In our school, we study both Japanese and English, for we are an international school. Many people in Japan study English for a variety of reasons. Some study so that they can increase their job opportunities. Others enjoy watching American and British movies and TV shows and want to understand them better. And still others simply want to communicate with people from different countries that visit Japan, or they want to communicate when they themselves go abroad.
Today, in 2020, English is the lingua franca of the world, or the language that is most spoken in international or intercultural communication. It is now easier than ever to travel to different nations. Airplane tickets have become cheaper, and people around the world are finding themselves with disposable incomes. The internet has also helped greatly with connecting the world together. More than ever before we are closer to people in other nations and cultures.
For English speakers, it is said that the languages of East Asia are some of the most difficult languages to learn. It is also said that English is quite difficult to learn for non-native speakers. This is understandable. English was originally an offshoot of Old German, and over the ages incurred heavy influences from French, Latin, Greek, and many other languages. Within the last century, some Japanese words have also entered into American English. Aside from words pertaining to Japanese food or sports, words like tycoon, kabuki, and futon, as well as many others, are often used in daily conversation or in news articles.
English is also difficult to learn because so many different countries with diverse cultures speak it. England, of course, is where English originated, but it is different in vernacular and pronunciation in comparison to American English. Australia, New Zealand, and South Africa are also different. South African English is influenced by African languages. English spoken in Singapore is influenced by Chinese.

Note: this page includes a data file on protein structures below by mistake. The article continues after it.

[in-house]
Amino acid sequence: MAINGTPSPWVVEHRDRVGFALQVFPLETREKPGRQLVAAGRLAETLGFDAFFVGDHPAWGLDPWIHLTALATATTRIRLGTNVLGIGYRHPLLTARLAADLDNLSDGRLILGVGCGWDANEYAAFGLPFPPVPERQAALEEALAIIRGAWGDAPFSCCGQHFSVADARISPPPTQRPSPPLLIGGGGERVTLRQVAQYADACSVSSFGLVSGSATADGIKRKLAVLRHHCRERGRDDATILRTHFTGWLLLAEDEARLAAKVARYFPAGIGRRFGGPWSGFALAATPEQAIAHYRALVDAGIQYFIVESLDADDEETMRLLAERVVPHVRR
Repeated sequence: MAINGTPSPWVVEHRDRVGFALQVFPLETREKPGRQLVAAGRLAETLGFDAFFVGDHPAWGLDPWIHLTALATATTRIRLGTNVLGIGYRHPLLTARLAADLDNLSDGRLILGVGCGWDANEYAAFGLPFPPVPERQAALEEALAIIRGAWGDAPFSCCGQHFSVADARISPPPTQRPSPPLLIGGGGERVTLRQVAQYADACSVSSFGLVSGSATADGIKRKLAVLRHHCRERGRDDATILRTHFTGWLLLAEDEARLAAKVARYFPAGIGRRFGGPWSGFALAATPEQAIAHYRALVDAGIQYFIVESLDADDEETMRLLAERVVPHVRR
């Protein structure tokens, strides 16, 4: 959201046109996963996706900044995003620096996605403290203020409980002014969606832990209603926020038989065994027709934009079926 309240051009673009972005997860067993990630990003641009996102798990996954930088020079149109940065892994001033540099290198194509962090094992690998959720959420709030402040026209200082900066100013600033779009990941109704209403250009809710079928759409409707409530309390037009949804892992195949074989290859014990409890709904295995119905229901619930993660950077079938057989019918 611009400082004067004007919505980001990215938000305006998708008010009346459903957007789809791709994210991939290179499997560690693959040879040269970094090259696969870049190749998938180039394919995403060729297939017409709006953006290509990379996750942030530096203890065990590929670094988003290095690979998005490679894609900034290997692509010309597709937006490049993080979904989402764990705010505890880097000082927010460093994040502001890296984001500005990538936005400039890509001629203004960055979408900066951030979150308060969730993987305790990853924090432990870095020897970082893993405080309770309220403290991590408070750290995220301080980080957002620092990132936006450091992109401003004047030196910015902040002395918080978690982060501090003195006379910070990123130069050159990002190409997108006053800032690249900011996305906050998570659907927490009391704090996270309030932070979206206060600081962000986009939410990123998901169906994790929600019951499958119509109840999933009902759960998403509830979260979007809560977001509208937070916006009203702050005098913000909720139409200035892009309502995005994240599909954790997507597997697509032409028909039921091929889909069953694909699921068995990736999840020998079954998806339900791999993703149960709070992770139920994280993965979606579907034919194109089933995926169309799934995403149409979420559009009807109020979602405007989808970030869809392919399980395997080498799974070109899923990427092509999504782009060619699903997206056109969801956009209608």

In our school, our students have a great opportunity to learn English. Many people in Japan are busy with work, and children are busy in school. Time is a commodity few have enough of to spare. Many in Japan study in school or in an after-school program for an hour or two each week. But our students at COPICS are surrounded by English all day. As stated above, competency in English provides many benefits for jobs and travel. But other advantages also exist.
When we speak our own mother tongue, we do not think so much about grammar, or rules, or what is proper or not. We just say or write what comes natural to us. Many people do not see the value in studying the grammar of one’s own language because if one doesn’t understand the grammar one can still communicate in their language in daily life. Perhaps not to the best of their ability, but they can still function in their mother language.
On the the other hand, when one studies a different language, the situation changes. A language one does not know cannot be spoken through instinct for everything is foreign. One must understand the grammar and the rules of the foreign language they study. Once the grammar is understood, a vocabulary bank is built. Once a grasp on the core vocabulary of a language is obtained, one then works to become more natural in that language.
One of the great benefits of studying a foreign language is that through being forced to learn the grammar of that language, it helps one understand one’s own mother language. Between English and Japanese, most grammar terms and ideas are interchangeable. Our students, especially in junior high, learn different grammar concepts at different times, and this helps them when studying the other language. For example, in 7th grade, a student in English class may learn about gerunds. When they study gerunds in 8th grade Japanese class the next year, they already know this concept. The opposite case happens as well; students will learn grammar concepts in Japanese and already be familiar with them when they are studied in English class. Studying two languages together are symbiotically beneficial to each language being studied, especially for children and teenagers.
And once a second language is understood, it makes learning a third or fourth language much easier, if one so chooses to do so.
Our students at COPICS have an amazing opportunity in learning English. Many of the students who graduate our junior high school go on to study in an American high school, and today we have have alumni in American universities. Who knows where in the world our future graduates will go. It is exciting to think about, and the teachers here are grateful for the opportunity to equip our students for such grand adventures.